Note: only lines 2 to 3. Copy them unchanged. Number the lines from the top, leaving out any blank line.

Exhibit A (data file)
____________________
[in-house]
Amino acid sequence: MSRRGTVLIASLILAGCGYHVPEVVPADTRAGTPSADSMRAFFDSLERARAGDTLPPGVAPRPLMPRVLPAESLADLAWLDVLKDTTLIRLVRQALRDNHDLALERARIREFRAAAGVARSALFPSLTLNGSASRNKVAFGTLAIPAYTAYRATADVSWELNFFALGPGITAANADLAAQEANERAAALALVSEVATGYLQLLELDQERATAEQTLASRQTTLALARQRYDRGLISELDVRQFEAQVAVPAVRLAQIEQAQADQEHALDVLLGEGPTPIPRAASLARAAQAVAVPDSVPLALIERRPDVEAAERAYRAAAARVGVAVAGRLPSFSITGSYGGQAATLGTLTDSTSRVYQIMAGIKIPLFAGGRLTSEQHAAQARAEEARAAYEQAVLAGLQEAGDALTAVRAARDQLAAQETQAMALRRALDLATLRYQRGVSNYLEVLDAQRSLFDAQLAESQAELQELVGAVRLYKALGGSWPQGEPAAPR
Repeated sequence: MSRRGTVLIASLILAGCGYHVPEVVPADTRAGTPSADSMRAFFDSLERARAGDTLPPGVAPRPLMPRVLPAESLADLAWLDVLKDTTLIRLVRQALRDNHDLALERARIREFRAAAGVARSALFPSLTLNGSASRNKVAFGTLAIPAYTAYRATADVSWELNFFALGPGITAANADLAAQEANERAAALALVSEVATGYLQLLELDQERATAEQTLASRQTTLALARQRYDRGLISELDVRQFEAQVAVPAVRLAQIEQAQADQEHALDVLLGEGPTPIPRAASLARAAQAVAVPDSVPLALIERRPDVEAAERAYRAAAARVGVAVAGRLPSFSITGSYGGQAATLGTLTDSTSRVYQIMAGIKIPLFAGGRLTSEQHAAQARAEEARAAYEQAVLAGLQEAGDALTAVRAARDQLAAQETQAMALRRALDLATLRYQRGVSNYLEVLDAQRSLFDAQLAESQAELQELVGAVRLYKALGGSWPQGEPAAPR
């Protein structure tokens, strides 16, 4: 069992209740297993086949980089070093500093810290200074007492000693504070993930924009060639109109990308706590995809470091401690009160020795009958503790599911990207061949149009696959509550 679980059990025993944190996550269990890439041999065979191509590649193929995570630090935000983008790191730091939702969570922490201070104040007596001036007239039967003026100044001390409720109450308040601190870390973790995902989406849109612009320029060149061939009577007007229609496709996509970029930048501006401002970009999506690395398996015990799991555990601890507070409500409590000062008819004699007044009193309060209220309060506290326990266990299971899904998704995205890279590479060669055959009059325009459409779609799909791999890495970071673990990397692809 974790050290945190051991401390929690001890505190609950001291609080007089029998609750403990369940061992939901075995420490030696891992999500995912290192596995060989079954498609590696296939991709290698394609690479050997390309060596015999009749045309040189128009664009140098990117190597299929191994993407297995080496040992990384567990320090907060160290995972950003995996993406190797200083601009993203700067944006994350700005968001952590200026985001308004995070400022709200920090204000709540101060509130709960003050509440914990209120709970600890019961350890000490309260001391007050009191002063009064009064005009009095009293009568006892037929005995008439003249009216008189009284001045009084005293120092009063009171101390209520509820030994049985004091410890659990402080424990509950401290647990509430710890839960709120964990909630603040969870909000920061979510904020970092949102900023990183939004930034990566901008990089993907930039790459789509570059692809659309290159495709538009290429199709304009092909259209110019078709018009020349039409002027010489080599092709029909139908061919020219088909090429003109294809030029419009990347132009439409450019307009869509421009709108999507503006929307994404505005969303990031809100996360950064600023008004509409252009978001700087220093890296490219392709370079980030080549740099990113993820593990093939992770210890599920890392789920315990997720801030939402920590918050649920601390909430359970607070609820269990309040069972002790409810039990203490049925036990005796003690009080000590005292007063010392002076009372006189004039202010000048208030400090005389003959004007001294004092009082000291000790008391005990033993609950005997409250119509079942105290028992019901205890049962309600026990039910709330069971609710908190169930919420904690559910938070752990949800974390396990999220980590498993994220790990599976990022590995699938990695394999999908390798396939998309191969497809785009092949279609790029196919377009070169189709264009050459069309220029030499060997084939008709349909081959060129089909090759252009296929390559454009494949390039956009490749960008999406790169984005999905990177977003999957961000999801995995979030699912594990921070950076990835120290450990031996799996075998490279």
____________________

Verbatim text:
Amino acid sequence: MSRRGTVLIASLILAGCGYHVPEVVPADTRAGTPSADSMRAFFDSLERARAGDTLPPGVAPRPLMPRVLPAESLADLAWLDVLKDTTLIRLVRQALRDNHDLALERARIREFRAAAGVARSALFPSLTLNGSASRNKVAFGTLAIPAYTAYRATADVSWELNFFALGPGITAANADLAAQEANERAAALALVSEVATGYLQLLELDQERATAEQTLASRQTTLALARQRYDRGLISELDVRQFEAQVAVPAVRLAQIEQAQADQEHALDVLLGEGPTPIPRAASLARAAQAVAVPDSVPLALIERRPDVEAAERAYRAAAARVGVAVAGRLPSFSITGSYGGQAATLGTLTDSTSRVYQIMAGIKIPLFAGGRLTSEQHAAQARAEEARAAYEQAVLAGLQEAGDALTAVRAARDQLAAQETQAMALRRALDLATLRYQRGVSNYLEVLDAQRSLFDAQLAESQAELQELVGAVRLYKALGGSWPQGEPAAPR
Repeated sequence: MSRRGTVLIASLILAGCGYHVPEVVPADTRAGTPSADSMRAFFDSLERARAGDTLPPGVAPRPLMPRVLPAESLADLAWLDVLKDTTLIRLVRQALRDNHDLALERARIREFRAAAGVARSALFPSLTLNGSASRNKVAFGTLAIPAYTAYRATADVSWELNFFALGPGITAANADLAAQEANERAAALALVSEVATGYLQLLELDQERATAEQTLASRQTTLALARQRYDRGLISELDVRQFEAQVAVPAVRLAQIEQAQADQEHALDVLLGEGPTPIPRAASLARAAQAVAVPDSVPLALIERRPDVEAAERAYRAAAARVGVAVAGRLPSFSITGSYGGQAATLGTLTDSTSRVYQIMAGIKIPLFAGGRLTSEQHAAQARAEEARAAYEQAVLAGLQEAGDALTAVRAARDQLAAQETQAMALRRALDLATLRYQRGVSNYLEVLDAQRSLFDAQLAESQAELQELVGAVRLYKALGGSWPQGEPAAPR